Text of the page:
I'm a big fan of the VTL technology that is offered today in the IBM i market. It solves several problems like security and automation issues. With security, it removes the need to have someone external handling your business data (tapes), and with automation it allows you to back up without tape mount messages because it's virtual. As long as you have the correct rules, you are good to go!
What About Performance?
You should be aware that often LTO4 or LTO5 will be faster or an equivalent speed to what you achieve with VTL. I know that may surprise some people, but disk-to-disk backups do not mean faster backups. If you leave your backup rules the same, you may get worse performance by going to VTL.
The Virtual Solution
If you want to achieve faster speeds with a VTL vs. a single Linear Tape-Open LTO4 or LTO5, I suggest you consider doing things differently with your backups. You might have to get a little more creative and take advantage of the capabilities of a virtual solution. These systems will allow you to emulate more than one tape per device.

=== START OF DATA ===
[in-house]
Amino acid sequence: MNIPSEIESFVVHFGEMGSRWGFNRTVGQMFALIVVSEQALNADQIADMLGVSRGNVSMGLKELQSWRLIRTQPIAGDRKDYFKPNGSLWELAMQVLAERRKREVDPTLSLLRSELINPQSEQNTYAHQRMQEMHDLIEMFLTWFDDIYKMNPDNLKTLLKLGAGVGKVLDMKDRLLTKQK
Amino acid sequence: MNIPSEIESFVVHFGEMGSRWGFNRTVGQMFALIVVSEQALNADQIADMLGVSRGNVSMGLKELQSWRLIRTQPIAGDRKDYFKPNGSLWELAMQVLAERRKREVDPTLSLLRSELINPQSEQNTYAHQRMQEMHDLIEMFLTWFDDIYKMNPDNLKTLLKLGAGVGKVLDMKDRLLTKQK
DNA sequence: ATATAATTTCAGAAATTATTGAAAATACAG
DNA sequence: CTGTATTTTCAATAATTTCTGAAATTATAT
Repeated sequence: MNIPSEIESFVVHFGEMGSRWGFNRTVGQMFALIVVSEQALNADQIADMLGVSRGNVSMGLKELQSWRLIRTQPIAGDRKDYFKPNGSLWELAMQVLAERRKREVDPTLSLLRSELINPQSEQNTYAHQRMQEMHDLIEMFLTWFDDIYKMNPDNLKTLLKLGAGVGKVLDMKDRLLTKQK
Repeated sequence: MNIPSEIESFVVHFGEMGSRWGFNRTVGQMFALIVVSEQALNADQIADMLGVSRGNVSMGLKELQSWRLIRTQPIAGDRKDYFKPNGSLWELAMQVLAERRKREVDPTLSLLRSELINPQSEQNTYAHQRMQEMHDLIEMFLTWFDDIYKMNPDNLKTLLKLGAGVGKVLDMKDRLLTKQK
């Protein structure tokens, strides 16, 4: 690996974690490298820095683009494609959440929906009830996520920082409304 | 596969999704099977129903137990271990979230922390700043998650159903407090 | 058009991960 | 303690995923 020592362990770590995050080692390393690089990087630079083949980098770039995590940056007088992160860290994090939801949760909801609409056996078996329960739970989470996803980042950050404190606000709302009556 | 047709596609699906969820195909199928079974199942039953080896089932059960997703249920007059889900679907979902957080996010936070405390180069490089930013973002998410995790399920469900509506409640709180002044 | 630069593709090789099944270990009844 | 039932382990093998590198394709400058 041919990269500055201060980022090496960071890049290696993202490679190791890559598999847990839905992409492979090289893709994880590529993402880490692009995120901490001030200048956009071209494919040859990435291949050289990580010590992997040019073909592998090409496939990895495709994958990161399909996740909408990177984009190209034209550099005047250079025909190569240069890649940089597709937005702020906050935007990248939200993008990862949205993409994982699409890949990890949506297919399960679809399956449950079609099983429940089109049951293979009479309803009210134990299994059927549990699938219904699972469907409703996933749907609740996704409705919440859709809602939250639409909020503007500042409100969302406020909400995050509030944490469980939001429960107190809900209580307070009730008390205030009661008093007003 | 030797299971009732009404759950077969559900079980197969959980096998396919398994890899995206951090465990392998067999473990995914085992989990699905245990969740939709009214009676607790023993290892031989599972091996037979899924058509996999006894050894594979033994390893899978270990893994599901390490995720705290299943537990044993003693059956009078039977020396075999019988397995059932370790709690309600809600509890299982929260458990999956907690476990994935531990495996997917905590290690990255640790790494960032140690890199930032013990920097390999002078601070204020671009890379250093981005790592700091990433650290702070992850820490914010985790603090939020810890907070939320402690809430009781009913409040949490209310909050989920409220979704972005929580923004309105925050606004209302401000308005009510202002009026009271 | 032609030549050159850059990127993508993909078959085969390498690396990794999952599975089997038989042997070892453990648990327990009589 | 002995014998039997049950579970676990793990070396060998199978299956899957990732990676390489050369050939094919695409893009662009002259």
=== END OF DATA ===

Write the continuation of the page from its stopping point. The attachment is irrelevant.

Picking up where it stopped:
My suggestion is to drive more than one backup through the VTL where possible. I would refer to this as a concurrent backup. I know Robot Save supports this, and I know we can easily help you restore from multiple concurrent backups.
Concurrent backup boundaries are usually the name of a library or directory. You can group these to gather and maybe run four backups at once as you push the data off to different logical devices. This works great for lots of smaller libraries and directories. Good VTL resources we recommend are EMC and SPHiNX, among others.
Parallel Backups Can Spread You Thin
If you have that one big library that comprises the majority of your backup window then you should consider parallel backups that use a media definition. This is technology that has existed for 5 years if not longer. The issue with these types of backup is that the data from the library is spread across multiple logical tape drives in the VTL. You must keep these virtual volumes together. If you destroy one, you have destroyed your backup as the data was scattered across the volumes.
New Rules for Better Backup Performance
VTL can be faster than LTO if you take advantage of the virtual features. If your backup rules stay the same, you may be disappointed with your performance of the backups.
Connect with us at email@example.com and we can help you configure backups to advantage of this virtual technology.